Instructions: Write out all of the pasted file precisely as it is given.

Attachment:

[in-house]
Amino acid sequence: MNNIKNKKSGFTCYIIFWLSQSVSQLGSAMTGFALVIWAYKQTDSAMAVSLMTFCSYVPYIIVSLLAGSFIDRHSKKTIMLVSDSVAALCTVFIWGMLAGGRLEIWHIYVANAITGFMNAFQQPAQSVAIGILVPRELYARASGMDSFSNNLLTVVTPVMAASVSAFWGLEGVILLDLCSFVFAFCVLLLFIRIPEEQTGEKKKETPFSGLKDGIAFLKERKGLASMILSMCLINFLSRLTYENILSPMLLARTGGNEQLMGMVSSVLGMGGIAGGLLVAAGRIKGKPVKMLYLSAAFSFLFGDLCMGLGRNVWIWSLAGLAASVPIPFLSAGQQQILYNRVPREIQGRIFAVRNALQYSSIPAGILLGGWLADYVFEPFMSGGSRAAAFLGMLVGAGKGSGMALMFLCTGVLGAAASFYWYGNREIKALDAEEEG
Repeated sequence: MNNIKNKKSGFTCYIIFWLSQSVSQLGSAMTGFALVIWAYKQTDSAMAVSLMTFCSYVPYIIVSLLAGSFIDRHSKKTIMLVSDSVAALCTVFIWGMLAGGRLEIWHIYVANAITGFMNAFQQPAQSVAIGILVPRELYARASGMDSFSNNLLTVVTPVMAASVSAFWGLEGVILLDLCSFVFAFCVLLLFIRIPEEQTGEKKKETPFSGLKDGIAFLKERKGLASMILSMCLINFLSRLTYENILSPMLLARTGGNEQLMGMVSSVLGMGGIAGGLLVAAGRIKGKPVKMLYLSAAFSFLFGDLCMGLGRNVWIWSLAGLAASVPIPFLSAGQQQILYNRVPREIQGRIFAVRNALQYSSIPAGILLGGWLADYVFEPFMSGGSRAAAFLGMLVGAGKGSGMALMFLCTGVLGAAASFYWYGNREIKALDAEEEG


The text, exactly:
[in-house]
Amino acid sequence: MNNIKNKKSGFTCYIIFWLSQSVSQLGSAMTGFALVIWAYKQTDSAMAVSLMTFCSYVPYIIVSLLAGSFIDRHSKKTIMLVSDSVAALCTVFIWGMLAGGRLEIWHIYVANAITGFMNAFQQPAQSVAIGILVPRELYARASGMDSFSNNLLTVVTPVMAASVSAFWGLEGVILLDLCSFVFAFCVLLLFIRIPEEQTGEKKKETPFSGLKDGIAFLKERKGLASMILSMCLINFLSRLTYENILSPMLLARTGGNEQLMGMVSSVLGMGGIAGGLLVAAGRIKGKPVKMLYLSAAFSFLFGDLCMGLGRNVWIWSLAGLAASVPIPFLSAGQQQILYNRVPREIQGRIFAVRNALQYSSIPAGILLGGWLADYVFEPFMSGGSRAAAFLGMLVGAGKGSGMALMFLCTGVLGAAASFYWYGNREIKALDAEEEG
Repeated sequence: MNNIKNKKSGFTCYIIFWLSQSVSQLGSAMTGFALVIWAYKQTDSAMAVSLMTFCSYVPYIIVSLLAGSFIDRHSKKTIMLVSDSVAALCTVFIWGMLAGGRLEIWHIYVANAITGFMNAFQQPAQSVAIGILVPRELYARASGMDSFSNNLLTVVTPVMAASVSAFWGLEGVILLDLCSFVFAFCVLLLFIRIPEEQTGEKKKETPFSGLKDGIAFLKERKGLASMILSMCLINFLSRLTYENILSPMLLARTGGNEQLMGMVSSVLGMGGIAGGLLVAAGRIKGKPVKMLYLSAAFSFLFGDLCMGLGRNVWIWSLAGLAASVPIPFLSAGQQQILYNRVPREIQGRIFAVRNALQYSSIPAGILLGGWLADYVFEPFMSGGSRAAAFLGMLVGAGKGSGMALMFLCTGVLGAAASFYWYGNREIKALDAEEEG